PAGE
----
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Cutaneous adnexal tumours are largely benign lesions, and are typically classified according to their state of appendageal differentiation as eccrine, apocrine, follicular and sebaceous.1,2 However, rare tumours may display a mixture of eccrine, follicular, sebaceous and apocrine differentiation. Such tumours with varied differentiation are relatively rare.3–9 The term “combined adnexal tumours of the skin” was proposed by Apisarnthanarax et al.3 Other synonyms include “benign adnexal tumour with multi-directional differentiation”8 and “benign adnexal tumour of mixed lineage”.1
Clinically, these tumours present as solitary, slowly enlarging dermal or subcutaneous nodules located in the head and neck and in the extremities.1,8 Histologically, they are characterised by well-circumscribed, non-encapsulated nodules composed of a lobular proliferation of epithelial cells displaying a spectrum of eccrine, apocrine, sebaceous and follicular differentiation.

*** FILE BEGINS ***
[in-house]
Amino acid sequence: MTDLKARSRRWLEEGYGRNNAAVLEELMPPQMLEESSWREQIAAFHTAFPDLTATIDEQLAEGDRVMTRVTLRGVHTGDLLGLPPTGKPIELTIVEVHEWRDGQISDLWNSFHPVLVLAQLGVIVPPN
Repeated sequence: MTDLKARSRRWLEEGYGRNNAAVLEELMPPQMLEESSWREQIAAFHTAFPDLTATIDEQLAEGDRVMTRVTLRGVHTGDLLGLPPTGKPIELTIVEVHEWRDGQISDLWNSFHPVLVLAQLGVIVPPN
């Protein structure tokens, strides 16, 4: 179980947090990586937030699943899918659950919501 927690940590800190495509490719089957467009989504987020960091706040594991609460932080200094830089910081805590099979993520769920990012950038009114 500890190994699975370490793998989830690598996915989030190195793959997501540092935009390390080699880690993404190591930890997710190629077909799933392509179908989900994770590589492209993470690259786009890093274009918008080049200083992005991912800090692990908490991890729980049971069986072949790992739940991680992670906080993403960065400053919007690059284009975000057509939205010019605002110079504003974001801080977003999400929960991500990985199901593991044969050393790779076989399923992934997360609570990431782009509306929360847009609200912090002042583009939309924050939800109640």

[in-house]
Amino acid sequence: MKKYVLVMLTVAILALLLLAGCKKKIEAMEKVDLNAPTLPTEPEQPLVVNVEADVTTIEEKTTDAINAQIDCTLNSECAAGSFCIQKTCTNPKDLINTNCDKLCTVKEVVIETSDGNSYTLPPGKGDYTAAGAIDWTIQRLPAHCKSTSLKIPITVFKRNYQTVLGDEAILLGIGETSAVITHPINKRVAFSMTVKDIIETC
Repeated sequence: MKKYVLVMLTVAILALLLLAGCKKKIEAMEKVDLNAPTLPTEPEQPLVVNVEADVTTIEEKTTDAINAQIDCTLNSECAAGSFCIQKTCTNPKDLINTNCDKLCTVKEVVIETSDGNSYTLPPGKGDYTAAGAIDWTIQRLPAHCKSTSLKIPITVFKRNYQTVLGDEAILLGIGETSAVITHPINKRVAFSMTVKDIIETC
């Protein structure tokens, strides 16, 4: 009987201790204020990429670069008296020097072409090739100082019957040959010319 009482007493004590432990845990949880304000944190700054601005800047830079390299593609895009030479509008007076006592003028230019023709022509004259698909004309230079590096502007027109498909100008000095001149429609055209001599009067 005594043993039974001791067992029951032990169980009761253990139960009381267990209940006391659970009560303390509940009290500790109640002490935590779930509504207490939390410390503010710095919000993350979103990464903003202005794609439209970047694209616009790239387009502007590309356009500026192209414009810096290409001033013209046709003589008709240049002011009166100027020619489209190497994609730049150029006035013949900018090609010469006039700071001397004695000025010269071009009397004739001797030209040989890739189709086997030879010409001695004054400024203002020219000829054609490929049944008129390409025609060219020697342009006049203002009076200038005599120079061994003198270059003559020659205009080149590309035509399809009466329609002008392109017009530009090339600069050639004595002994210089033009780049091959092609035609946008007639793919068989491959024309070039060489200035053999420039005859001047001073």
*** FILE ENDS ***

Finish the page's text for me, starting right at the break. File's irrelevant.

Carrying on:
We describe a composite adnexal tumour arising in the ventral aspect of the penis, differentiating into follicular and sweat ductal structures.
A 40-year-old man presented with an asymptomatic mass over the ventral aspect of the penis that had enlarged over a period of 5 years to a maximum size of 1.5 cm. The mass was excised and sent for histopathological examination. Low-power examination revealed epithelial hyperplasia with hyperkeratosis of the surface epithelium. A relatively well-circumscribed unencapsulated large nodular lesion was seen arising from the epidermis and extending downwards. The lesion was composed of partially solid and partially cystic …
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